Sandpoint Parks and Recreation has partnered with Emily Faulkner and Lost Horse Press to bring you Contra Dancing. Contra dancing is community dancing for all ages, in the New England tradition, featuring live music with great local and regional bands and lively callers. Contras, circles and occasionally squares or long ways sets are taught, called and danced in a friendly atmosphere. Meet at Sandpoint Community Hall (204 South First Ave) from 7-10:30 p.m., every second Friday of the month except August. Please use the front door.
/ March 1, 2018
The Bonner County Human Rights Task Force is accepting applications for the Darby and Amber Campbell Memorial Scholarship. This scholarship is available to seniors graduating from any Bonner County public or private high school or home school. The mission of the Bonner County Human Rights Task Force is to promote and secure mutual understanding and respect among all people. The Task Force recognizes that it is the social and cultural diversity of our people that makes Bonner County a rich and worthwhile place to live. The amount of the scholarship varies from $500 to $2,500 depending on the number of scholarships awarded. The 2017 recipients were Kelly Curtis (Sandpoint High School), Anthony Storro (Priest River Lamanna High School) and Winona Young (Clark Fork High School). In previous years, awards have also gone to students from the charter school and Lake Pend Oreille High School. In order to apply, the student is asked to submit the common application as well as the Darby and Amber Campbell Scholarship application. The application
Darby and Amber Campbell both passed away in 2010. Courtesy photo.
asks the student to write a paragraph on the meaning of human rights as well as an essay in response to one of the questions on the application. The application is available on the Task Force website at bchrtf.org. The application is also available on the Sandpoint High School and Priest River Lamanna High School websites. The deadline for applications is 9 a.m. Tuesday, April 10, at the Sandpoint High School Counseling-Career Center or at the student’s high school. Applications may also be submitted by April 10 to the Task Force at: Darby & Amber Memorial Scholarship, P.O. Box 1463, Sandpoint, ID 83864. Please contact the Task Force with any questions at (208) 2902732 or firstname.lastname@example.org.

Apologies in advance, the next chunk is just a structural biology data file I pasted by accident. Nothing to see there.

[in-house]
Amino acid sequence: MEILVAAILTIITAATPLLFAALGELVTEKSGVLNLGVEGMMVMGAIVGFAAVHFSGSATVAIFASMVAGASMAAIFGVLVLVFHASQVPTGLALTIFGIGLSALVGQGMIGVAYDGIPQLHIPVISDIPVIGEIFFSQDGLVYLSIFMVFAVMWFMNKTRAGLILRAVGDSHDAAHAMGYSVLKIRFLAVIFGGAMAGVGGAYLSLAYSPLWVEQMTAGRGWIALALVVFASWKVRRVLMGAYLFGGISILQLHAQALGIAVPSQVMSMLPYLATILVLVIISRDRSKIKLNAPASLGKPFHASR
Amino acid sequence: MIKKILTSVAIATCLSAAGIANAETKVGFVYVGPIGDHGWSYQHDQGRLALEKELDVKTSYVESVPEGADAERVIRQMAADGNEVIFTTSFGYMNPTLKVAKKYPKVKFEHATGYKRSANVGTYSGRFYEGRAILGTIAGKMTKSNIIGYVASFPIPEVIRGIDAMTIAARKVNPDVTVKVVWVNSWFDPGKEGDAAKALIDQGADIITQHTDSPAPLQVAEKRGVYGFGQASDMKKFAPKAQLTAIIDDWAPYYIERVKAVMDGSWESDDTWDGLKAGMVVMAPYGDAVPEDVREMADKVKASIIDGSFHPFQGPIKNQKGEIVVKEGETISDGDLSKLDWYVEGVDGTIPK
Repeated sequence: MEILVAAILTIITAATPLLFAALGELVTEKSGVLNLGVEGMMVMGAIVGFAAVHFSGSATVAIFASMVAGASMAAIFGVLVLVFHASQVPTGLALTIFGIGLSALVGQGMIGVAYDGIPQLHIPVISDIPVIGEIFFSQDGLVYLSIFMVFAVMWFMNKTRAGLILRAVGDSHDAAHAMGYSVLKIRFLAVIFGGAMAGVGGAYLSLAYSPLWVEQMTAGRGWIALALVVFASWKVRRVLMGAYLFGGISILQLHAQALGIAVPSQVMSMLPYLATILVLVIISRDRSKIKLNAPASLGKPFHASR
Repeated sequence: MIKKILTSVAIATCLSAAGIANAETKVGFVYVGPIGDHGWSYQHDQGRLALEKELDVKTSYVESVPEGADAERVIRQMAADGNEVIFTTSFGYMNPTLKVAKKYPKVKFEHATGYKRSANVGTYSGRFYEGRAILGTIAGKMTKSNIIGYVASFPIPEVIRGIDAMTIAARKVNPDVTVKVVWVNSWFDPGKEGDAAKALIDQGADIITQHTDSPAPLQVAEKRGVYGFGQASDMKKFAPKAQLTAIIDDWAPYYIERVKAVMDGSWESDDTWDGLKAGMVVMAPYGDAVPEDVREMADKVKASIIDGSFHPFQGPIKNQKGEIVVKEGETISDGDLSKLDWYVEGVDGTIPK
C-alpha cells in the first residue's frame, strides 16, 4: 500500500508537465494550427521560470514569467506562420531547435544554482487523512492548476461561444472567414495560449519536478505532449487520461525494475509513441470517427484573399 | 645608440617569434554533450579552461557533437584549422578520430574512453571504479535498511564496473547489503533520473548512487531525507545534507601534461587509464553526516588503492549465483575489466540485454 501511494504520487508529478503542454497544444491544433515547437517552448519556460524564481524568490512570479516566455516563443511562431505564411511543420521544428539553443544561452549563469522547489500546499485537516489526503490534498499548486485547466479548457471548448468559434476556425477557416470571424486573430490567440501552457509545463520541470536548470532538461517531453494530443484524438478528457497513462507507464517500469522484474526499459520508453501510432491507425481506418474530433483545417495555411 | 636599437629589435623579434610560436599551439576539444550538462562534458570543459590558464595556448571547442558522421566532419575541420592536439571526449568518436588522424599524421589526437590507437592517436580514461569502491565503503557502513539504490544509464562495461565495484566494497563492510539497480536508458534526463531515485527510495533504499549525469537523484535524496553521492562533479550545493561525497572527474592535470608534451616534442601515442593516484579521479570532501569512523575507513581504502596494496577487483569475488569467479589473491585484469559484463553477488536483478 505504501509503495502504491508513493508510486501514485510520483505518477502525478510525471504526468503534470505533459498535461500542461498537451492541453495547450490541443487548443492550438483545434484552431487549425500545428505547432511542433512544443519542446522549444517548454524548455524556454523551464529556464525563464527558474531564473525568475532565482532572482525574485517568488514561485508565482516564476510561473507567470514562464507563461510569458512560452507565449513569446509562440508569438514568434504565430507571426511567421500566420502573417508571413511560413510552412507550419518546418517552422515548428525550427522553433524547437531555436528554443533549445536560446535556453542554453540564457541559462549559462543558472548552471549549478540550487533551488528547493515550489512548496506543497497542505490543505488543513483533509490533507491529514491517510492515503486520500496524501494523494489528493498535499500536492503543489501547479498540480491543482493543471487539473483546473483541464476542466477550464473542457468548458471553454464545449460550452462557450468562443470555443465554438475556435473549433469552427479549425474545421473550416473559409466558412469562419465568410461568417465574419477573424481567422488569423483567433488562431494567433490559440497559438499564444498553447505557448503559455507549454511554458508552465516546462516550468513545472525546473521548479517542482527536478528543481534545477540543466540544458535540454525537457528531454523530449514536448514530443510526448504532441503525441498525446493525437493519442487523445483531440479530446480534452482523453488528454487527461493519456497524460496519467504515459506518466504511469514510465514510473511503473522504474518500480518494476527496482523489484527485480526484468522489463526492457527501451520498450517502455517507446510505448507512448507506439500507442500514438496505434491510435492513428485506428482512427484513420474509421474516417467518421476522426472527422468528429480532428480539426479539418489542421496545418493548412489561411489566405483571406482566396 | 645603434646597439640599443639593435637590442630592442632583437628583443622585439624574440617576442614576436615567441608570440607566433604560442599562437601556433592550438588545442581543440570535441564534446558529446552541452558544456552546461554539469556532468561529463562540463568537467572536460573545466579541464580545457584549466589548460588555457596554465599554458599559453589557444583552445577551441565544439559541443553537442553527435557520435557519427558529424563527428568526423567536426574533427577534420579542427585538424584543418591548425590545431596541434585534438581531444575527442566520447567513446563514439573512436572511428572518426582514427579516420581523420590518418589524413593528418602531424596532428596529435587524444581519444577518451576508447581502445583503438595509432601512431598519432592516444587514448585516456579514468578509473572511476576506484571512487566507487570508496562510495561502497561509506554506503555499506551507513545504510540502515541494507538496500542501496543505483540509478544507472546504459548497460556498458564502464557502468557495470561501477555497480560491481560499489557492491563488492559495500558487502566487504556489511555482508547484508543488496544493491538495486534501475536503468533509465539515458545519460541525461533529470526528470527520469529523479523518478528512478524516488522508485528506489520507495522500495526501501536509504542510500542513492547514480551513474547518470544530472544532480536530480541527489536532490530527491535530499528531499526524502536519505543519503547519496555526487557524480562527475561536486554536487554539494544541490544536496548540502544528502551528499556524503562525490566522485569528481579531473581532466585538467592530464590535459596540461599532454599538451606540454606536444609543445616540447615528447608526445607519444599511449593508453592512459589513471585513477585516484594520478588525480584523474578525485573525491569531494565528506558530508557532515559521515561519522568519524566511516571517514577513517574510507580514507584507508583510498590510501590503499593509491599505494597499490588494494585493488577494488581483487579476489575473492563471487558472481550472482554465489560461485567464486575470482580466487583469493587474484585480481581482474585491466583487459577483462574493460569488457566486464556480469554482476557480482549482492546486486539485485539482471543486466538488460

Contra Dance is fun for all The next dance will be Friday, March 9. Beginners and singles welcome; contra dance tradition holds that anyone can ask anyone to dance. New dancers are encouraged to arrive in time for the beginning (they always start with the basics). If you can walk quickly, count to eight, and know right from left you can contra dance. Light, comfortable clothing is suggested. Bring clean, softsoled shoes, a water bottle and a smile. Finger food snacks at the break are much appreciated. A $5 donation at the door is suggested to help pay the musicians.
Winter birding class offered By Reader Staff Registration is now open for a class on winter birding meeting at 9 a.m. on Saturday, March 10 in Sandpoint. This class is sponsored by Silver Cloud Associates and North Idaho College Sandpoint Campus. The focus for the day is learning more about how to find, spot and identify birds of prey, waterfowl, woodpeckers and songbirds that occur in the area during the wintertime. This class will run from 9 a.m. to approximately 2:30 p.m. To register, contact Mitzi Mi-
Snowy Owl. Photo by Mick Thompson.
chaud at NIC – mmmichaud@ nic.edu or call (208) 769-3224 or (208) 640-4932. The instructor for the day is Brian Baxter. For more info on this class email him at email@example.com
Kids Helping Kids fundraiser By Ben Olson Reader Staff Playing organized sports has always been a great way to teach kids about sportsmanship and working together with their team. It also teaches them about how to give back. The Sandpoint Strikers soccer team is hosting the “Kids Helping Kids” fundraiser on Tuesday, March 6, from 4-8 p.m. to help young athletes learn about local youth issues and give back to the community.
The fundraiser will take place at the Pend d’Oreille Winery tasting room and The Fat Pig. Ten percent of all proceeds from the winery, the Fat Pig and the Strikers silent auction will go to support Food For Our Children, a local nonprofit organization dedicated to solving childhood hunger. For more info, visit www. sandpoitnsoccer.com.